Washington, DC – Below is a column by Maribel Hastings and David Torres from America’s Voice en Español translated to English from Spanish.
Wednesday, February 2, marks the first anniversary of President Biden’s executive order to develop a regional plan addressing the root causes of migration from Central America, as well as mechanisms to manage the flow of people and their petitions for asylum.
Four long years of constant attacks on immigration from the previous administration have passed, during which thousands of Central American people left their places of origin in caravans with the hope of passing through Mexican territory, and arriving at the U.S. southern border to seek asylum. But rejection, blockades, contempt, and deportation placed entire families at a terrible crossroads which, among other things, forced them to endure unspeakable hardships on Mexican soil—while awaiting a decision that never came.
The Biden plan was formed at a time when it was greatly anticipated that the White House and congressional Democrats could achieve immigration reform that legalizes millions of people who live here already. The idea was to have a response to the critics of reform, who argued that the legalization proposals won’t keep undocumented immigrants from continuing to come.
The attempts to form new caravans—even if they have been blocked and dissolved—are further proof that the state of the economies in the Central American region is still a pending matter that requires immediate attention, and not through speeches.
A year later, we see that there is no immigration reform. The attempts to legalize at least 8 million Dreamers, TPS beneficiaries, farm workers, and other essential workers dissolved into thin air when the Senate Parliamentarian decided that the immigration language would not be part of the Build Back Better (BBB) infrastructure bill. And, worse still, the very same BBB is in a wait-and-see mode due to opposition from two conservative Democratic senators, Joe Manchin, of West Virginia and Kyrsten Sinema, of Arizona, added to the block of Republican opposition.
In the balance of this political panorama hang the lives of millions of human beings who now see that, despite all of their contributions to this country on diverse levels, they are not taken into account at the time the political class has to make a sensible decision, even in these 21st century times faced by the United States.
Last week, Vice President Kamala Harris, who leads the initiative to address the root causes of migration from Central America, attended the inauguration of the new president of Honduras, Xiomara Castro. Beyond her presence as an act of protocol, a more significant way to honor the U.S. commitment to stability in the region would be reauthorizing Temporary Protected Status (TPS) for Honduras, El Salvador, and Nicaragua, and a new TPS designation for Guatemala.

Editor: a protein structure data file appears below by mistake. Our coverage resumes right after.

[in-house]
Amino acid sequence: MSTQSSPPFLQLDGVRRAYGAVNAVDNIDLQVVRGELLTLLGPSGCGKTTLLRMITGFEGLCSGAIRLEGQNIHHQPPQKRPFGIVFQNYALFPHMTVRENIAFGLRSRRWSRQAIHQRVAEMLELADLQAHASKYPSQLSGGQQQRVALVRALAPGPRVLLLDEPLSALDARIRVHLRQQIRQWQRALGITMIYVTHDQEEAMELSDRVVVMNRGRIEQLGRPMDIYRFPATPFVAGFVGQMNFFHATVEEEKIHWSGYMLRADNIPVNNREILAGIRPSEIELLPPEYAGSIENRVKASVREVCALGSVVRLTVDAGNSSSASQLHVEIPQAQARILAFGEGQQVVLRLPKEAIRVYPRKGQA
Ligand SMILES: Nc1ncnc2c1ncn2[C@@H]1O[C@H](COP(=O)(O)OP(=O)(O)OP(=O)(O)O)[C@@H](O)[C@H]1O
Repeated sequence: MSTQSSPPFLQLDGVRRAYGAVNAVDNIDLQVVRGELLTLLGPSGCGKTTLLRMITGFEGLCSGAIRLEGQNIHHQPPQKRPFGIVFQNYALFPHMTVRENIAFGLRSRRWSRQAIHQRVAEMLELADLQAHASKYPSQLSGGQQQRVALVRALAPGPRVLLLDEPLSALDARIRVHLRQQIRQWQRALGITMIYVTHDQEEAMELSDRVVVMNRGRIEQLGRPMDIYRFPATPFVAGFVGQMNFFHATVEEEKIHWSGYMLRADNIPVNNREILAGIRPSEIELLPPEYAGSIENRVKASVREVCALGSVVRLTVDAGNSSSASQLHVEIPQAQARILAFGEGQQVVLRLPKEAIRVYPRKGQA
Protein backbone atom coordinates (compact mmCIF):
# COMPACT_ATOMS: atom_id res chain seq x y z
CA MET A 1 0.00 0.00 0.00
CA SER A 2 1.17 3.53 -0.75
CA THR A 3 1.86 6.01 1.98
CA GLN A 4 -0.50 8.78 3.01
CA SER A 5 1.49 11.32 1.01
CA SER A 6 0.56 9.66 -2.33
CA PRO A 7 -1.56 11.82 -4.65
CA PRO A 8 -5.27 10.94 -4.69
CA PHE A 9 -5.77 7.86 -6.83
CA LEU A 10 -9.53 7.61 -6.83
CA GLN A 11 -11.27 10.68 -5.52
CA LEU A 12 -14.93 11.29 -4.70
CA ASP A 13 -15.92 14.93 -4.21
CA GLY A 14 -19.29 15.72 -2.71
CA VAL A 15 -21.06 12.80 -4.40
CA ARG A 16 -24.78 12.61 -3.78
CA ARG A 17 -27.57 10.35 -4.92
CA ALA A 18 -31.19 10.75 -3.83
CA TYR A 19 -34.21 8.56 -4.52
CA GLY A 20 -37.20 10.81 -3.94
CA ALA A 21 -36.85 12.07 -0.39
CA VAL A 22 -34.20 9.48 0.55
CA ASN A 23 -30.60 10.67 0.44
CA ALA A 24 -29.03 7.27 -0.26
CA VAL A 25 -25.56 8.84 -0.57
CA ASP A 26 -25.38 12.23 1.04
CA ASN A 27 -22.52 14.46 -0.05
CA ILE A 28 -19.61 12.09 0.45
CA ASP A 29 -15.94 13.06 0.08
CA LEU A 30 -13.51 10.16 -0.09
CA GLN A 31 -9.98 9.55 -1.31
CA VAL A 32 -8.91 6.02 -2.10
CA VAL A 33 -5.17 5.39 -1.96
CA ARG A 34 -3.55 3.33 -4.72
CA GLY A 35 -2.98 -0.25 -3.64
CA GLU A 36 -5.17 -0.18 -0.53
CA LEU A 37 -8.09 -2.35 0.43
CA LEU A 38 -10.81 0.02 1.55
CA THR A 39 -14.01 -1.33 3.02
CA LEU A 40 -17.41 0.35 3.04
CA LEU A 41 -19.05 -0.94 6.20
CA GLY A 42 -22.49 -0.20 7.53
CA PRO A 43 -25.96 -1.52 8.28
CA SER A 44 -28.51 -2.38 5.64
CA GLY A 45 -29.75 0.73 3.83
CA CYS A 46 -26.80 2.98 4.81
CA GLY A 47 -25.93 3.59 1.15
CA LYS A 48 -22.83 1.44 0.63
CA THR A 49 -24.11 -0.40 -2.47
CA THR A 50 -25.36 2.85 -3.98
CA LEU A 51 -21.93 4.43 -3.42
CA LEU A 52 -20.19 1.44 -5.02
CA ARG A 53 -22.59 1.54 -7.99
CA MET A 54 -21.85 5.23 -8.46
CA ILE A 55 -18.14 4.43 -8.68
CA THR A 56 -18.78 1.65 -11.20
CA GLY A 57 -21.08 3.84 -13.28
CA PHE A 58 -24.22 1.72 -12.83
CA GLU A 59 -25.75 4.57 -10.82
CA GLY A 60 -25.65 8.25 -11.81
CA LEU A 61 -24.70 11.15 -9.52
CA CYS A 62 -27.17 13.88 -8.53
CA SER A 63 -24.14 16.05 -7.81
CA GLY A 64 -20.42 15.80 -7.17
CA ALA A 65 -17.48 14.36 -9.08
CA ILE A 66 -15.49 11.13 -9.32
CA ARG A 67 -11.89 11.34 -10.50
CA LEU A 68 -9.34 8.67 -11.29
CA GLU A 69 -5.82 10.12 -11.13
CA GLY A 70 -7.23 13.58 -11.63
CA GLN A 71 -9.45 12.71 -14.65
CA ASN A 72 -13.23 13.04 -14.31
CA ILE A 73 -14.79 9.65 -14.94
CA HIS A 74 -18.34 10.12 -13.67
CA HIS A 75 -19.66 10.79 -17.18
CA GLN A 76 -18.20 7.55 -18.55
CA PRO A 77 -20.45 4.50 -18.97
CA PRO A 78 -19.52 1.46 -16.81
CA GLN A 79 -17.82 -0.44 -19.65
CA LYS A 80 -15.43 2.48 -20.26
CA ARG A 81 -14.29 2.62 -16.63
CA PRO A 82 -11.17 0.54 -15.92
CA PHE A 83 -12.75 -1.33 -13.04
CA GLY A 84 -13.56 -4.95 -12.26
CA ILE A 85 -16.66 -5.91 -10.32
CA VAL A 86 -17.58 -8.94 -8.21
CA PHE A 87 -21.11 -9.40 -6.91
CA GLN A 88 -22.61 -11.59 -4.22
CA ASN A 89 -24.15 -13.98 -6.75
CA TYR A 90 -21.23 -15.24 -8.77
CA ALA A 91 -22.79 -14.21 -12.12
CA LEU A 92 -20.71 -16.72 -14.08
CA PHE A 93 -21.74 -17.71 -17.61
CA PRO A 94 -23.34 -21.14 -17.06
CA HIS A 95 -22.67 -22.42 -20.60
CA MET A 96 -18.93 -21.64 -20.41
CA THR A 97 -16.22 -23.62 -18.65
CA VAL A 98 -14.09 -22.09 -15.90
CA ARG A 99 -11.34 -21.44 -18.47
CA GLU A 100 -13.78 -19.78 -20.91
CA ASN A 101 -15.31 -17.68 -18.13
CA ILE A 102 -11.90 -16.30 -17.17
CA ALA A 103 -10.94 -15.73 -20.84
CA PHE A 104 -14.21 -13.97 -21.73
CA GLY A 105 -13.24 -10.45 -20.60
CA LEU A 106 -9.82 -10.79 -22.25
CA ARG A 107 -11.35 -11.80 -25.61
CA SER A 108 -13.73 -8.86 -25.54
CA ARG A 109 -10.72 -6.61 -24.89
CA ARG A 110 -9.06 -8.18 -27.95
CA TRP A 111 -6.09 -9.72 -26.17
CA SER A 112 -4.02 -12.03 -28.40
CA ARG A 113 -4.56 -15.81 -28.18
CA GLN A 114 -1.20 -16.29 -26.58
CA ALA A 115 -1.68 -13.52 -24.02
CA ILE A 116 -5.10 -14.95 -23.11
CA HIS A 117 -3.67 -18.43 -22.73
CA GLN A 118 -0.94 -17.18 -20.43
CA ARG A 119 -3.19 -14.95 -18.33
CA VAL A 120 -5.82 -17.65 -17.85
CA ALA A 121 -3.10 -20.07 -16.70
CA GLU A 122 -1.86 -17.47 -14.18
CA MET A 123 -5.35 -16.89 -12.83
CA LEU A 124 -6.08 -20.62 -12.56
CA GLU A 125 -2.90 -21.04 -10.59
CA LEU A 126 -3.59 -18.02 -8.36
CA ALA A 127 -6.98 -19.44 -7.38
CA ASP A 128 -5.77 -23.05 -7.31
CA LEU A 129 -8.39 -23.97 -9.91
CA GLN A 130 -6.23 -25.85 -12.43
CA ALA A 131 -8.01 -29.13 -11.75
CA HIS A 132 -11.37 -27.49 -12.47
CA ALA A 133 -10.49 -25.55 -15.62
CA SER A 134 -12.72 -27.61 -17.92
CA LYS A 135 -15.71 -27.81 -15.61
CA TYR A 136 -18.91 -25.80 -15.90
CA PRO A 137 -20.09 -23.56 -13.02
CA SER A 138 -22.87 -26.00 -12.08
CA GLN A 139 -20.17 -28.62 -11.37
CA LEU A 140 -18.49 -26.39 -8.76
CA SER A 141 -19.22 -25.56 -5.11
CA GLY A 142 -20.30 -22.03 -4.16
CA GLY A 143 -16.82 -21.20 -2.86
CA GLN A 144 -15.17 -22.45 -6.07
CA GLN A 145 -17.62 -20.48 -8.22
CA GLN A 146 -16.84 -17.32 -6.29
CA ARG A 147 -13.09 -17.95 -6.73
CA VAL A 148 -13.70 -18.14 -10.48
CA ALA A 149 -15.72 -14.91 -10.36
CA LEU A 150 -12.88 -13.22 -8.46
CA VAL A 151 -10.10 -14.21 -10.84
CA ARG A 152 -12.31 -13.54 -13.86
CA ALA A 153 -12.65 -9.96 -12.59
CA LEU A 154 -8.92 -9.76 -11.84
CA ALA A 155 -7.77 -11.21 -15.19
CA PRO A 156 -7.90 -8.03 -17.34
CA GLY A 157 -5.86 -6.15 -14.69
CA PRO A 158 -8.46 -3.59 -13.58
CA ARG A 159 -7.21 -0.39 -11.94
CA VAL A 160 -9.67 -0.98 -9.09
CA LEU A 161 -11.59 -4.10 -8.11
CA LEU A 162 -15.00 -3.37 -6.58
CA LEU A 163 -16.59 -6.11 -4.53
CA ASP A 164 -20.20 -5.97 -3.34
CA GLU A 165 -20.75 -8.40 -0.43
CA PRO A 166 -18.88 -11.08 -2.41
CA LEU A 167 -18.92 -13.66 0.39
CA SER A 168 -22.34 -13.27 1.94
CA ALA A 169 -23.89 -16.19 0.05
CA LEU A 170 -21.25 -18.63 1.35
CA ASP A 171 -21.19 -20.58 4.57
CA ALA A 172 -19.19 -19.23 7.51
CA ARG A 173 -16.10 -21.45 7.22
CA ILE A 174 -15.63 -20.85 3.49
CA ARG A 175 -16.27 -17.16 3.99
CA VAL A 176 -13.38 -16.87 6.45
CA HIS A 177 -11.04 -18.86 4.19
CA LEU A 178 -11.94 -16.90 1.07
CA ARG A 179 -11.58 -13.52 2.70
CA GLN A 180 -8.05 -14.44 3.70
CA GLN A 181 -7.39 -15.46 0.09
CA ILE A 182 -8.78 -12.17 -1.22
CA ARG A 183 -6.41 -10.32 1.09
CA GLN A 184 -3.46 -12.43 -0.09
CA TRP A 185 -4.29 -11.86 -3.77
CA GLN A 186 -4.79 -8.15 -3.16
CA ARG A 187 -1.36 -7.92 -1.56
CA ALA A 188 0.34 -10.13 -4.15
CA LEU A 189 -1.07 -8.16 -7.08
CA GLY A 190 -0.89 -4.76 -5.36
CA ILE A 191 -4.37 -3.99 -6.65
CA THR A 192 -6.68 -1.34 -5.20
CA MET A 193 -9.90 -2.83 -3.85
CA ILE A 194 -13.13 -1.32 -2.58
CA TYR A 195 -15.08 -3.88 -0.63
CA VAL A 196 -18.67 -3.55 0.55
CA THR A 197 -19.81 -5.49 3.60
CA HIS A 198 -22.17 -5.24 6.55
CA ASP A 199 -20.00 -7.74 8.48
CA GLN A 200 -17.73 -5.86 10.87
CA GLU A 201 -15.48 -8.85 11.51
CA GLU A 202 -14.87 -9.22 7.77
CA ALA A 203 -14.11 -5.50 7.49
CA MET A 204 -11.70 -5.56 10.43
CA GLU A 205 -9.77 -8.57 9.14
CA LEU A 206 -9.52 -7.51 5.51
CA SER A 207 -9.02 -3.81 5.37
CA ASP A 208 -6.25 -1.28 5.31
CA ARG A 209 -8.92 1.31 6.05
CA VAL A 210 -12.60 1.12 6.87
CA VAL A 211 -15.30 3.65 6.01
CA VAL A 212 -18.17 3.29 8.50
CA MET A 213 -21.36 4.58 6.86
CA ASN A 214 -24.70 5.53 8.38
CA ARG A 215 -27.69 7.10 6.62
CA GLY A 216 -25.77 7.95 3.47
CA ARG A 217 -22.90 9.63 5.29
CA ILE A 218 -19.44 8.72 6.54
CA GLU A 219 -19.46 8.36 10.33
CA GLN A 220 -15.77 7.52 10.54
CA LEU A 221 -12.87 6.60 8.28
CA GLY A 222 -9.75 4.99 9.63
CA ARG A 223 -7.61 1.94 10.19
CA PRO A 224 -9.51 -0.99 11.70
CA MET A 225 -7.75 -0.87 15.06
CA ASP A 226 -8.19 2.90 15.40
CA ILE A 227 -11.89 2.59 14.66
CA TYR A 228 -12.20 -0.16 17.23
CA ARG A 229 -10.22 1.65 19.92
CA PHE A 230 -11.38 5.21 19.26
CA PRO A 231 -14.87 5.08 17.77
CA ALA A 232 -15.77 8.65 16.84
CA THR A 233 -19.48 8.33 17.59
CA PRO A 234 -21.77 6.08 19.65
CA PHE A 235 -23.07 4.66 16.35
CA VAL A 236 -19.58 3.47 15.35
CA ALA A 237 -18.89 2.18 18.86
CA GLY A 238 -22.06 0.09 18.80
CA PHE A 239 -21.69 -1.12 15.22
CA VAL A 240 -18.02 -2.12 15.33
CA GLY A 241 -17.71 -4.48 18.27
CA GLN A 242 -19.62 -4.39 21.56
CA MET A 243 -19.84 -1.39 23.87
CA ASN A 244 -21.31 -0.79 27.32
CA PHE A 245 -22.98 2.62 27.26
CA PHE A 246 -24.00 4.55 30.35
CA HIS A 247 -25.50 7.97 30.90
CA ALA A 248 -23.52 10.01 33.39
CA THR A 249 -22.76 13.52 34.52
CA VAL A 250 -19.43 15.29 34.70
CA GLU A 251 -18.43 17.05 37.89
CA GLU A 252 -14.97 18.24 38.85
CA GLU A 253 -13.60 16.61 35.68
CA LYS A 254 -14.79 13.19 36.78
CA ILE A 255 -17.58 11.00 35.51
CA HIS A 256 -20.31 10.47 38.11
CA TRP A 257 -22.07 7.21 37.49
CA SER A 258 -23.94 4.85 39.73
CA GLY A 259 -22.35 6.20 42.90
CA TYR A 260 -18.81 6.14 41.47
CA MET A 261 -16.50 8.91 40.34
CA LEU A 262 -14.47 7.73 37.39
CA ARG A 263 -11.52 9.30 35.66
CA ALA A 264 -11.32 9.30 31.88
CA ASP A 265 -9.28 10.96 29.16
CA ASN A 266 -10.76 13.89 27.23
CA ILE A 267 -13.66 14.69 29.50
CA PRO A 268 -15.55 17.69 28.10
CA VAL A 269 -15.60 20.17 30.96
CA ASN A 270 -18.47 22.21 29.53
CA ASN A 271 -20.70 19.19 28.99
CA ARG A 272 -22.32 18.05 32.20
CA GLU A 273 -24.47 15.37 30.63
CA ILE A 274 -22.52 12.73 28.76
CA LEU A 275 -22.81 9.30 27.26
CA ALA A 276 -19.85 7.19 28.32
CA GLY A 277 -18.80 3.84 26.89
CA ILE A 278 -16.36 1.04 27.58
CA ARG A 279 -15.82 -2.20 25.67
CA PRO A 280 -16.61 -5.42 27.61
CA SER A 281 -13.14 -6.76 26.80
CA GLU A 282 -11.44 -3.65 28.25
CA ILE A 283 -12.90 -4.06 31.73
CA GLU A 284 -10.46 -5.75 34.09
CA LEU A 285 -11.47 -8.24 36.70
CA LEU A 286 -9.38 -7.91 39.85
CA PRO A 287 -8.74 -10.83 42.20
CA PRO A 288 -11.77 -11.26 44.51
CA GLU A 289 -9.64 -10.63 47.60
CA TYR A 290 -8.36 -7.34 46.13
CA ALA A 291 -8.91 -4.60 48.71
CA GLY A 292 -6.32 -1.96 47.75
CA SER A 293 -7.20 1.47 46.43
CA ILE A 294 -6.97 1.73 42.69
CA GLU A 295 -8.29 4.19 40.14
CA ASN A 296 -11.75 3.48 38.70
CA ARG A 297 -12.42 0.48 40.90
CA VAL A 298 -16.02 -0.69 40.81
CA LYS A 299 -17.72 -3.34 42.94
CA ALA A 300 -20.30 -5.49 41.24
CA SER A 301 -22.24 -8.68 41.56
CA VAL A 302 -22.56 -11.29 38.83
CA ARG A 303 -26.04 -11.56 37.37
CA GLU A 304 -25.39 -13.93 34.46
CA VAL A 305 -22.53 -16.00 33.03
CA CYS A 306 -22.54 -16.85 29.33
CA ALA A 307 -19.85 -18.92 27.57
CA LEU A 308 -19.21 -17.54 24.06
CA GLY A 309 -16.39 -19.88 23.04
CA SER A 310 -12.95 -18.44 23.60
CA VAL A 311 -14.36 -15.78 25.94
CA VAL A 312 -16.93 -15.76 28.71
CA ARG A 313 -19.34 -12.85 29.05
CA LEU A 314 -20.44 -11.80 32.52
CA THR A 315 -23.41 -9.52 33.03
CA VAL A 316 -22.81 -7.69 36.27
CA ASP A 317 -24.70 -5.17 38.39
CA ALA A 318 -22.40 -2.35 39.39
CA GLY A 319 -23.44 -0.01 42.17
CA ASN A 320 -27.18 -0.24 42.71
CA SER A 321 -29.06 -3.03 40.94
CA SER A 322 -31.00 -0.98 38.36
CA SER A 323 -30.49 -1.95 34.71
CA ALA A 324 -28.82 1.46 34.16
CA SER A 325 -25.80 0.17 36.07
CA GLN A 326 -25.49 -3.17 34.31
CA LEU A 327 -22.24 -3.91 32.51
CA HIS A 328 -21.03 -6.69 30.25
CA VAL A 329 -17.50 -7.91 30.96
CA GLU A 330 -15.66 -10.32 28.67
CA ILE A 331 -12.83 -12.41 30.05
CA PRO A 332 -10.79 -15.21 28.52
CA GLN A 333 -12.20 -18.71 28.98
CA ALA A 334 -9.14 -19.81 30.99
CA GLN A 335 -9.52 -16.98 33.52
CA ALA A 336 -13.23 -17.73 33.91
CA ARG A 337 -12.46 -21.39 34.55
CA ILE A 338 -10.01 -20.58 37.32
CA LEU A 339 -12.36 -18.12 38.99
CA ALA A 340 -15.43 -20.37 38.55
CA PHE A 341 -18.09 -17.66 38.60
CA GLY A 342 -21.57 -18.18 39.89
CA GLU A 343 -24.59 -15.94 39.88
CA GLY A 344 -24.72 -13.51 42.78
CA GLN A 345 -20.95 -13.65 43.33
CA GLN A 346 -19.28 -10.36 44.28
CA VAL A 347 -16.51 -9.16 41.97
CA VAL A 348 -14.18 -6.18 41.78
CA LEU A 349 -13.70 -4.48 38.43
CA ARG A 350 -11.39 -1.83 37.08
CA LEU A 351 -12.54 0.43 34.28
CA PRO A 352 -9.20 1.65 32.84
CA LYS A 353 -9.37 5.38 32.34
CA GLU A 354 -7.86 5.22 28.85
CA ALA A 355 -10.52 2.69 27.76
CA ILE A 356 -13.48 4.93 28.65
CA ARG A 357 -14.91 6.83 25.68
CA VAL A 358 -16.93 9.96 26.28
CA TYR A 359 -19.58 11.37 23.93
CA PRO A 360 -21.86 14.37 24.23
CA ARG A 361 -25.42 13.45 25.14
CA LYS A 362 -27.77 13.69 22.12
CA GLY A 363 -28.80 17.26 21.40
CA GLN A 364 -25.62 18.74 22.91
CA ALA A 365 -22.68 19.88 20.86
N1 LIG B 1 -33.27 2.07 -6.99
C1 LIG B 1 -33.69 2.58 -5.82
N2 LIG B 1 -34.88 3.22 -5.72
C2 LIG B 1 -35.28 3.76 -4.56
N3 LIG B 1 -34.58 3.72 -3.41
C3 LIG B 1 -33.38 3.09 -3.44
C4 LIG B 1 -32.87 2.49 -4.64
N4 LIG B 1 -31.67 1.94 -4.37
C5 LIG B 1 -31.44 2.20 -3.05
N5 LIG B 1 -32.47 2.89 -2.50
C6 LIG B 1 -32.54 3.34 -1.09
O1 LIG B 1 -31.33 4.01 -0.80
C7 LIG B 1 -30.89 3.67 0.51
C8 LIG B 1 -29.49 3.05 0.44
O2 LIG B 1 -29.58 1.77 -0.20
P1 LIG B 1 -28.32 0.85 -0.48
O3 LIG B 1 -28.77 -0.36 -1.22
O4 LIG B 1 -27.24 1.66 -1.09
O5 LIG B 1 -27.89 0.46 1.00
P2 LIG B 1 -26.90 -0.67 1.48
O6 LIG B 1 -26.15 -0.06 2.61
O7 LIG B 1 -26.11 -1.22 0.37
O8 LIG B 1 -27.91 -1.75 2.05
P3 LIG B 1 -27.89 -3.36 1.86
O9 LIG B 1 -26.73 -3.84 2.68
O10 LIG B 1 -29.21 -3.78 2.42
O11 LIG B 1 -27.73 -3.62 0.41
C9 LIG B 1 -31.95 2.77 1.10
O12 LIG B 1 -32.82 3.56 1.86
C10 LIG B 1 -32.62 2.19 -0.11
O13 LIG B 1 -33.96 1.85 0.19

There’s no doubt that the Harris-Castro conversation was symbolic and significant, as they talked about topics like immigration, the fight against corruption, and the economic situation. But the fact is that the protection TPS provides is a more concrete topic that needs a swift domestic response. Put simply, there is no time to lose.
One doesn’t have to be a genius, and special committees are not needed, to fully understand the cause of Central American migration, especially to the United States. The well-known scourges of hunger, unemployment, corruption, and violence are exacerbated by natural disasters that have affected the region, not to mention the lethal effect of the COVID pandemic. One also doesn’t have to be a genius to conclude that now is not the best time to deport hundreds of thousands of Central Americans to their countries of origin, which are incapable of absorbing them. Moreover, it is those same undocumented immigrants who help sustain their families and therefore, countries, with their remittances.
One only has to recognize that Central American migration contributes invaluable labor to industries that are very important to the U.S. economy—like construction, landscaping, restaurants, and other services—to realize their necessity and essential role, on top of the deep family roots they have put down in this country.
In fact, a study by the Immigrant Legal Resource Center calculates that losing those workers who have TPS would shrink the Gross Domestic Product (GDP) by $4.5 billion per year. Additionally, Social Security and Medicare would lose $6.9 billion in revenues over a decade, in addition to the fact that deporting so many people would cost more than $3 billion.
If there is no way to resuscitate a migration initiative at the legislative level, the correct, moral, humane, and practical thing is for President Biden to reauthorize TPS for Honduras, El Salvador, and Nicaragua, and designate Guatemala for this same benefit. It is the minimum that could be done in the absence of the promised immigration reform.
Read the Spanish version of this column here.